The first meeting of the Brown County Conservatives group kicked off with a bang with Rep. Mike Lang dropping by to give an update on the upcoming legislative session. 

The Brown County Conservatives focus on policy not personality, according to group founder Cliff Karnes, and received a full dose of upcoming policy-related topics as Lang gave attendees a preview of what will come before legislators later this year.

“It’s great. I’m one that likes to go back into my district,” Lang said. “I have such a big district and it’s hard to get everywhere, but we go as many places that we can when we are asked to go. It’s important. These people vote for you and they want to know what’s going on. I represent 85,000 people and I think it’s important to be face to face.”

Lang discussed a variety of topics ranging from border security to teacher pay. In regard to most of the topics presented Thursday night, Lang said no matter how complex the issue he tends to boil it down into whether it serves his conservative principles, and that legislation often greatly changes from its submission to a committee to its presentation on the house floor.

“For me, you have to read a lot and a lot … A lot of times bills will change so much in committee with committee substitutes that it will go in really good,” Lang said. “You’ll think ‘man that’s a good bill,’ but by the time it gets to the floor with certain amendments you think, ‘oh I can’t vote for that bill.’ A lot of that you have to explain and say ‘well it would have been good if’ or ‘it was a bad bill when it first came out, but now that it’s changed it’s a great bill.’”

Lang announced he received appointments to committees overseeing homeland security as well as a committee overseeing natural resources – both committees he requested. Lang said he would reintroduce the Brown County Attorney Bill, which would prevent the practice of prosecutors lowering the severity of a misdemeanor charge in lieu of a donation to a pre-trial diversion program. Brown County Attorney Shane Britton had been under investigation regarding a similar practice and recently sworn in Brown County Judge Paul Lilly, who attended Thursday night’s meeting, said he would provide an update into Britton’s status in the near future. Another topic of interest for Lang was the Ranger College Annexation Bill, which he said would likely go before legislators after voters rejected an increase to property taxes during last November’s general election. Lang looks to take care of the issue in the house instead of risking it going before voters once more.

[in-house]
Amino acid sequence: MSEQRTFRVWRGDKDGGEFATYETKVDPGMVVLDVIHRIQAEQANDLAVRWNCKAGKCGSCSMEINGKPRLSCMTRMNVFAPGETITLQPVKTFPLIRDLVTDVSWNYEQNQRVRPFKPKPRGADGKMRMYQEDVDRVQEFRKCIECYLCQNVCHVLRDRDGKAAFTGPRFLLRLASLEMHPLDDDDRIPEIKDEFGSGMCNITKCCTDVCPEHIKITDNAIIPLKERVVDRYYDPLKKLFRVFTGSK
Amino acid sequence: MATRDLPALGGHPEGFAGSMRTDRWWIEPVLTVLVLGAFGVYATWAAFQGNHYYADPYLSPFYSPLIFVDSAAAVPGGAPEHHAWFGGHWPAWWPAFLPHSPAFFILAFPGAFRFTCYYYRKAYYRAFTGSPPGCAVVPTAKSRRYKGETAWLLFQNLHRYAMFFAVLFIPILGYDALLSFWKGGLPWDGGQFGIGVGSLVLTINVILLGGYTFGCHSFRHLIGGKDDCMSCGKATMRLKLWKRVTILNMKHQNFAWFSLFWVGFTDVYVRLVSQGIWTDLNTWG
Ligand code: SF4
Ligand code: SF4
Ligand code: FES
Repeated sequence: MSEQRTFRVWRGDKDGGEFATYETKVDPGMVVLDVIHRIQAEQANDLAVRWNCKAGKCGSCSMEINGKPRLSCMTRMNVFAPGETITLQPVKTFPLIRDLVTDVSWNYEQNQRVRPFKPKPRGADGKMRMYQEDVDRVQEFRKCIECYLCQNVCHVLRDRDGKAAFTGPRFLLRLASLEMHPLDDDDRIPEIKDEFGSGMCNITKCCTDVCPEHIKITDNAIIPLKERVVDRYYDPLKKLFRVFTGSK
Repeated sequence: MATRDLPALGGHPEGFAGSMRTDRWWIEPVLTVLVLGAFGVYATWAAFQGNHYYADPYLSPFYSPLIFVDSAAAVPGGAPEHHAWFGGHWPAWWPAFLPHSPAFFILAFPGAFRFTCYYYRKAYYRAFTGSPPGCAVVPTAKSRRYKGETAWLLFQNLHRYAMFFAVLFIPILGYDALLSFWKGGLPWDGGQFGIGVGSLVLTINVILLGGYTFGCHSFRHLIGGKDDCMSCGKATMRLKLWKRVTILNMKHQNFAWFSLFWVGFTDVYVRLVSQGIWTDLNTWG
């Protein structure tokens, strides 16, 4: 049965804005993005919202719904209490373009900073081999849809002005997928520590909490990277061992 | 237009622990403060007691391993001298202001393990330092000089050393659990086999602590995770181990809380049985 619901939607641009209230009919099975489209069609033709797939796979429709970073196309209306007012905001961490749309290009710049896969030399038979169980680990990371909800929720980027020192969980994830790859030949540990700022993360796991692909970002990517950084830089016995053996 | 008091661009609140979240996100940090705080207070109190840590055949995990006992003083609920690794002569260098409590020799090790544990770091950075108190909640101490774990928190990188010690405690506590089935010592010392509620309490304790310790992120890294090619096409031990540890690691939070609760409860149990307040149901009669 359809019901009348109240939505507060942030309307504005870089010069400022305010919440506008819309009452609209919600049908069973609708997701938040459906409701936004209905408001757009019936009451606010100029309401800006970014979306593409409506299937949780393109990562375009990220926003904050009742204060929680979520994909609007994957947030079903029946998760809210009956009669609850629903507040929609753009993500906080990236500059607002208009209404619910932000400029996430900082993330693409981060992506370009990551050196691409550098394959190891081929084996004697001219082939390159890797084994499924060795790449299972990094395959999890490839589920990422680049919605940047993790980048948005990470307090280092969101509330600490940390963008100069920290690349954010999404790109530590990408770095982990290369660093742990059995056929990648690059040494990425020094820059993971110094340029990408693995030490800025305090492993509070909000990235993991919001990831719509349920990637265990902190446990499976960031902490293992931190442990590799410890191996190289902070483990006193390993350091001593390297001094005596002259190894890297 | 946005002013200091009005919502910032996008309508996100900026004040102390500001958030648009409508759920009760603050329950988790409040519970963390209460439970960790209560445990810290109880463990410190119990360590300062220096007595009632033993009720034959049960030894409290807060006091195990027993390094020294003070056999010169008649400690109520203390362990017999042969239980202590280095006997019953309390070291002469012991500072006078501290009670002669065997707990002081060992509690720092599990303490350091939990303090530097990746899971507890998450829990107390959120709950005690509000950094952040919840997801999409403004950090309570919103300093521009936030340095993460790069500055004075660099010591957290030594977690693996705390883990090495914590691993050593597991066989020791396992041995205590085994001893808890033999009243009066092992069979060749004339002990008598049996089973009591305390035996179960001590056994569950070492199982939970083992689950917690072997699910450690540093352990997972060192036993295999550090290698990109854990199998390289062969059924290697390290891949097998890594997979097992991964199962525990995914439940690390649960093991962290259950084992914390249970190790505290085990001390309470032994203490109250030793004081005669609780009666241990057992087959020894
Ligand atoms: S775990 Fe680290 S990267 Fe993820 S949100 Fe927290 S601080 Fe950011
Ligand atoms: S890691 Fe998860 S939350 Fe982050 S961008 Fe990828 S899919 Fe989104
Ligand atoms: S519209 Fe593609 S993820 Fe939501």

“Last year we filed the Brown County Attorney Bill and we’re going to be filing that same bill that didn’t make it out of committee last time,” Lang said. “We’ll also be filing the Ranger Annexation Bill that previously, I believe the 83rd session, you had some officials go down to Austin and open that up so different colleges could charge different tax rates. You guys voted that down handily, I think 97 percent. If it comes up again, you guys could probably do it again, but I want to take care of it. I heard from a lot of people that want it switched back to the way it was … It will be a really good session for our district. I’m looking forward to it.”

With 16 people attending the Brown County Conservatives’ first meeting, founder Cliff Karnes considers it a success. Due to the group being entirely based on policy he hopes to have guests just as engaging in the near future.

“People are tired of the constant personality in politics,” Karnes said. “They want what they want: lower taxes, pro-life legislation — name it … My big deal is election integrity. They don’t want to hear this guy is a bad guy or this lady is a bad lady. We just know where they stand so we know where we need to go next. People are tired of a battle of personalities. I was very happy to hear concrete policy and where we can go from here.”